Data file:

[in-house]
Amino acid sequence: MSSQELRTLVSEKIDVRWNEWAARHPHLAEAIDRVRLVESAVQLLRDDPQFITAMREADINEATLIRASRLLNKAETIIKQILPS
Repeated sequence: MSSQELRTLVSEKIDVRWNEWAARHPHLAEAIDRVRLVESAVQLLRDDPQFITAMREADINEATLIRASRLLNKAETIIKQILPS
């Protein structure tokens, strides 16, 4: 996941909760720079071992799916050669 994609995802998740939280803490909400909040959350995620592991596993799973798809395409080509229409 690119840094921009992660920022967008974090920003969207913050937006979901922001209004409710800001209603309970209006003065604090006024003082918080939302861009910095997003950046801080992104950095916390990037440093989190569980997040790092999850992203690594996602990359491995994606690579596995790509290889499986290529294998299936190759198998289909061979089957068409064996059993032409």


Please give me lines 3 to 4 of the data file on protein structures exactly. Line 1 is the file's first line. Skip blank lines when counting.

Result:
Repeated sequence: MSSQELRTLVSEKIDVRWNEWAARHPHLAEAIDRVRLVESAVQLLRDDPQFITAMREADINEATLIRASRLLNKAETIIKQILPS
């Protein structure tokens, strides 16, 4: 996941909760720079071992799916050669 994609995802998740939280803490909400909040959350995620592991596993799973798809395409080509229409 690119840094921009992660920022967008974090920003969207913050937006979901922001209004409710800001209603309970209006003065604090006024003082918080939302861009910095997003950046801080992104950095916390990037440093989190569980997040790092999850992203690594996602990359491995994606690579596995790509290889499986290529294998299936190759198998289909061979089957068409064996059993032409």